Pathways to University - Molly Stephenson
If your exam results weren’t what you hoped, or you are not quite ready to take that next step to university, choosing to study at college gives you the opportunity to gain further qualifications and real-world experience in a supportive environment.
We caught up with past Edinburgh College pupil, Molly Stephenson, to find out how college helped her get to university.
Could you tell us a bit about you?
My name is Molly Stephenson, I am 26 years old, and I am from Edinburgh.
How would you describe your experience at school?
I left school almost 10 years ago and I feel like in many ways my school provided me with the support and drive to get me so far. However, as I entered my 5th and 6th year of school, the support dropped. I feel this happened as the grades I had achieved in my 5th year were not enough to get into any university courses, so therefore the school's interest and support in my further education was absent. There was a dedicated amount of time each week that the school would use with their 5th and 6th-year students to help them with their university applications and any other assistance they required for university but not as much for those choosing other paths.
What made you decide to go to Edinburgh College?
I decided to go to Edinburgh College as the grades I did end up managing to get were enough for me to do an access course for social sciences, which I was keen to then pursue at university. This meant that after one year of doing an HNC in social sciences, provided I passed, I was able to apply to universities to enter at second-year level in their Bachelor of Arts course.
After one year of doing an HNC in social sciences, provided I passed, I was able to apply to universities to enter at second-year level in their Bachelor of Arts course.Molly Stephenson
What was the application process like for getting into college?
I had to write a personal statement, fill out an application form and then attend an interview with one of the lecturers. At the time I was unsure about which of the many courses they offered would have been best suited for me, so I went in and had a chat with a few lecturers from different courses, for which I was extremely grateful as it was very helpful.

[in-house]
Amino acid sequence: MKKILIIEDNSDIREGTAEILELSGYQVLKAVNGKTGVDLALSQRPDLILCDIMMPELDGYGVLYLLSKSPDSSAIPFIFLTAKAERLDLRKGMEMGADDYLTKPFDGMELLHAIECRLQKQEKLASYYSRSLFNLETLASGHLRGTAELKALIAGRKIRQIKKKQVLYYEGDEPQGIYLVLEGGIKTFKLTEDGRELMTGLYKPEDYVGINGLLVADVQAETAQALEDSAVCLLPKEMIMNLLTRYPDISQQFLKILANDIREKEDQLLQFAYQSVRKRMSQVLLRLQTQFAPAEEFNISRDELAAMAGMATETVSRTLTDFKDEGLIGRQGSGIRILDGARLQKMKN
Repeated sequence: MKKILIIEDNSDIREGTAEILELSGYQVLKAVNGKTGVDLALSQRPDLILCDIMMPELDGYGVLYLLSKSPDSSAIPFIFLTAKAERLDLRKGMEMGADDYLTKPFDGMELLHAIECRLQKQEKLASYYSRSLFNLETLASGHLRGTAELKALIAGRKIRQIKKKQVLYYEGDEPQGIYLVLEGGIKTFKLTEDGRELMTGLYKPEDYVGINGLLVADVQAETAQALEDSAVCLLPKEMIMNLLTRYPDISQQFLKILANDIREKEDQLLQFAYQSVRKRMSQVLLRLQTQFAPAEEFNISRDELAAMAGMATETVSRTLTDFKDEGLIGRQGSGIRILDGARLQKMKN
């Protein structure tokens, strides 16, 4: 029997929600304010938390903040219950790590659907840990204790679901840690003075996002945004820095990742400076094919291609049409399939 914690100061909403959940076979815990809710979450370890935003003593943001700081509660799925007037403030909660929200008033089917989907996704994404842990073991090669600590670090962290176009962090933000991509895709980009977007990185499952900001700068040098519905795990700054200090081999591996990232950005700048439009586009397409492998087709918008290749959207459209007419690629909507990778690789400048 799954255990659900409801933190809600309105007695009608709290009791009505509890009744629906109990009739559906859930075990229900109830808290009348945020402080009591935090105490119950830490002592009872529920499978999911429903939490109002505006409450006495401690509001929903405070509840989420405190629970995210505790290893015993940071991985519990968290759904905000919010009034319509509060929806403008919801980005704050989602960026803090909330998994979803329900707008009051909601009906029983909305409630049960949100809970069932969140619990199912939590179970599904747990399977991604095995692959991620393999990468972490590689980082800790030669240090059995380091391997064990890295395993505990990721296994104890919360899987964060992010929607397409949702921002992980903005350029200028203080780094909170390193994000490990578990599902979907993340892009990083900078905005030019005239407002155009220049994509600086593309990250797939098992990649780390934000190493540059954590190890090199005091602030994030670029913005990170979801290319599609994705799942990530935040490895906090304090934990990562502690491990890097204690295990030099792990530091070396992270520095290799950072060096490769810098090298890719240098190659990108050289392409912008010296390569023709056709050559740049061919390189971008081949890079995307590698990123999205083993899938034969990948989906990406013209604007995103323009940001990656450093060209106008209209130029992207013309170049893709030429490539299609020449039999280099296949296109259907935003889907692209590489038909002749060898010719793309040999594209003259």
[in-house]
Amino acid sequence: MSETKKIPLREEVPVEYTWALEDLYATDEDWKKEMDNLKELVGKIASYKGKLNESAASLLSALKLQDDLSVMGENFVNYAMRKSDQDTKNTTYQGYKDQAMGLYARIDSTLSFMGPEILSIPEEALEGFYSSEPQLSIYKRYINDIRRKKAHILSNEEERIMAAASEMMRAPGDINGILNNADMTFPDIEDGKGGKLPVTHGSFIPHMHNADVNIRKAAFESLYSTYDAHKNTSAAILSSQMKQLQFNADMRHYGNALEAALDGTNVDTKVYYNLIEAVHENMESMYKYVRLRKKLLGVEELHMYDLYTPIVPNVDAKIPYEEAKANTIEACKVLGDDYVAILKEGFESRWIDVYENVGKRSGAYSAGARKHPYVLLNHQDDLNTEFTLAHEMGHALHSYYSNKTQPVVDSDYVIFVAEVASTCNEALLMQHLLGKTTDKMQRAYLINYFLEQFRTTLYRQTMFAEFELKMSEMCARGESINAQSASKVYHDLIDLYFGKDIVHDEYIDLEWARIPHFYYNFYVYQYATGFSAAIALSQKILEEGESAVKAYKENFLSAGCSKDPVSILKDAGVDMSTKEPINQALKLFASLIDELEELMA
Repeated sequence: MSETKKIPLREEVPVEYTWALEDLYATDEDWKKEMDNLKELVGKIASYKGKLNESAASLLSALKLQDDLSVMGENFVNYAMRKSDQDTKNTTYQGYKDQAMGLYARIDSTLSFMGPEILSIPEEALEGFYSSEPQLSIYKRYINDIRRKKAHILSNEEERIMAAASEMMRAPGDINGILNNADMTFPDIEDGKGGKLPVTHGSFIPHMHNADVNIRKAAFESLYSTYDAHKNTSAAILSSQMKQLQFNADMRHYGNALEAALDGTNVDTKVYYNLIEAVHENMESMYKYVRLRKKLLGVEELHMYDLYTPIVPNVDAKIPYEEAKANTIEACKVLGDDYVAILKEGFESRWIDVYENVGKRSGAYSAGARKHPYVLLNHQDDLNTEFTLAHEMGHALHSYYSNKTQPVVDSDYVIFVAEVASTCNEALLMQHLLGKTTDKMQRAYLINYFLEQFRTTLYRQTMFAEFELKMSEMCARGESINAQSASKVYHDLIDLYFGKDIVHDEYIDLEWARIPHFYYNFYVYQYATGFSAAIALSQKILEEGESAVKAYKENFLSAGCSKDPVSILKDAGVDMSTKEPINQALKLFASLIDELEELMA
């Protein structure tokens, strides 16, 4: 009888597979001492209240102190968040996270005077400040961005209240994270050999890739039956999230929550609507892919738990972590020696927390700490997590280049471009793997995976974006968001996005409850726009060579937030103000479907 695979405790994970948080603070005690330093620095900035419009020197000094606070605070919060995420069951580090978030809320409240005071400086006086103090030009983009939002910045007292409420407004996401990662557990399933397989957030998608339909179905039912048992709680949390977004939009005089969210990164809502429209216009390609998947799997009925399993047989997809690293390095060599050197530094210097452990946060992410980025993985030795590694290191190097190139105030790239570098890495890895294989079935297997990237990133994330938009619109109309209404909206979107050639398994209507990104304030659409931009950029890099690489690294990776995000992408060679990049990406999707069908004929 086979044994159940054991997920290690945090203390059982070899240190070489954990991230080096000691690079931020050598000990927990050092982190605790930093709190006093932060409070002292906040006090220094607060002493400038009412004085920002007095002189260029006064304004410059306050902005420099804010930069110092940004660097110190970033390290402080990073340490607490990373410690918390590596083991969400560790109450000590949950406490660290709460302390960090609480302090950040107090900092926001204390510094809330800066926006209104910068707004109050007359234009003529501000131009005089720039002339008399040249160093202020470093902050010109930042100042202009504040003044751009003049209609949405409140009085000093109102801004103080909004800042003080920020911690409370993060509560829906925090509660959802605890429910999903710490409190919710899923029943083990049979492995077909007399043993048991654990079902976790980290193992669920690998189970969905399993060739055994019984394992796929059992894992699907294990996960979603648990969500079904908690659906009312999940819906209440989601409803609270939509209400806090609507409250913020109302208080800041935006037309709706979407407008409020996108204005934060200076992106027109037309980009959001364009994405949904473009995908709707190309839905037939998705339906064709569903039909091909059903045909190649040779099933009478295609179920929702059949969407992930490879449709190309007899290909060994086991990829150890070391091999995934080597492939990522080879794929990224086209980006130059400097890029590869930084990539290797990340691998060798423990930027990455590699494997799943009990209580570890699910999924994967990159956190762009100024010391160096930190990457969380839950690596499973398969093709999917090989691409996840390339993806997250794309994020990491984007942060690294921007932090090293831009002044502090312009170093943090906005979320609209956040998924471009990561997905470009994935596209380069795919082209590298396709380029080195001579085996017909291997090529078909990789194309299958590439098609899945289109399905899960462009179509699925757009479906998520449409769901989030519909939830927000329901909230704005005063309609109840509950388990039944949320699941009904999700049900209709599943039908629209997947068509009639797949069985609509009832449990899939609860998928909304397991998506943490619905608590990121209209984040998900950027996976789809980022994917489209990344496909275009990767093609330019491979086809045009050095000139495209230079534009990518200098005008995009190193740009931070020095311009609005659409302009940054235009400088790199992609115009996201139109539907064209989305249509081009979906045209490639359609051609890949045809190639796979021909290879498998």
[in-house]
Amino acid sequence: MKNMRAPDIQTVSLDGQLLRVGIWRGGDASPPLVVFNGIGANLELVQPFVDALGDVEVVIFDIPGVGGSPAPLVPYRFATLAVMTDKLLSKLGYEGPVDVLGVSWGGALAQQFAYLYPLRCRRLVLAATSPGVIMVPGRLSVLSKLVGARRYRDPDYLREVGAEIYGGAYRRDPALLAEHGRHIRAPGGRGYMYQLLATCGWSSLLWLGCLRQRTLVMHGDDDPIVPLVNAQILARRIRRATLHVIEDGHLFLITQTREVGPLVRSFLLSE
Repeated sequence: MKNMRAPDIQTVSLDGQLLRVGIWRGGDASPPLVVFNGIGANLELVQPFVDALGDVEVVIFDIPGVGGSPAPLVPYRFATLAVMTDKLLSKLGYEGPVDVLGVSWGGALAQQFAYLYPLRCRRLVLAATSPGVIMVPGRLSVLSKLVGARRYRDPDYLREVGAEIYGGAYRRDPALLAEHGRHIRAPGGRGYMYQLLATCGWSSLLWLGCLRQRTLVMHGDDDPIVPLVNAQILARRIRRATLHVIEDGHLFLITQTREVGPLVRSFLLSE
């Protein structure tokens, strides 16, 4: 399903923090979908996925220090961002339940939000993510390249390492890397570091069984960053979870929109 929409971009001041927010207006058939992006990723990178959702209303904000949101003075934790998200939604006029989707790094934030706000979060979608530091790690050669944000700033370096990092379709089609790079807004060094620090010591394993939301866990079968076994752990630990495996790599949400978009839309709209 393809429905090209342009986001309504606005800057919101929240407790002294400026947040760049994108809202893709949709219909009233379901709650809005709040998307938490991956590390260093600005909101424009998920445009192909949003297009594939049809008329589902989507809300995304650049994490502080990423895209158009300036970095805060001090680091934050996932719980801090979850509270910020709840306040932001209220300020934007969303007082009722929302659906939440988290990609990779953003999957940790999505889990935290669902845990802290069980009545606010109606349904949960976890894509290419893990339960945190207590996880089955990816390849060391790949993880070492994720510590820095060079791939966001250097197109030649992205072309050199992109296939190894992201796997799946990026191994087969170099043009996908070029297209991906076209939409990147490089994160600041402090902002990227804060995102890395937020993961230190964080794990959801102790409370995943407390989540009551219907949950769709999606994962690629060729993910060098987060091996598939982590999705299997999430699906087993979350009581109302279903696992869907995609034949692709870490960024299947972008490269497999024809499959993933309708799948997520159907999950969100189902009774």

When you got to college, what was your experience like? What did you think of the teaching and facilities?
I had a very enjoyable experience at Edinburgh College, it was a great transition between school and university. I was able to experience the independent learning side whilst also still being able to get any additional support that was needed. I fondly remember my lecturers as they were all really passionate about the course and pushed us to do the best we could.
I never worried that I had chosen a course I wouldn’t like as I had already fallen in love with it at college.Molly Stephenson
What were your favourite things about studying at college?
I loved the campus that I attended which was Granton, as it was close to my home, so I didn’t have a long commute. The building was amazing with so much always on and the ability to benefit from services provided by other students such as the beauticians, hairdressers and massage students. They offer their services at a discounted rate for students.
How did college help set you up for university?
Being in an education surrounding that’s different and more relaxed than school helps prepare you for what it will be like. There is more emphasis on engaging in the learning yourself and managing your own time which definitely helps too.
Could you tell us a bit about what you’re doing now?
After finishing up in Aberdeen for university I returned to Edinburgh and became a manager at a local cafe in Leith, The Haven Cafe, which I adore. Although this is not necessarily a direct link from what I studied at college and then university, I wouldn’t be where I am without the knowledge and skills gained from social sciences and the result is that I feel I am a well-rounded individual.
How do you feel college has impacted your career journey?
College worked as a stepping stone for me to get to university - had I not gone I wouldn’t be where I am now.
What would your advice be for someone who is considering applying to college?
My advice for someone considering applying to college is to absolutely go for it, I honestly feel like the most support I have ever received was from Edinburgh College. Even if I had found myself halfway through my social sciences course and decided it wasn’t for me, I felt comfort in knowing the college provided so many other courses and support to find which one was right for each individual student which I think is amazing.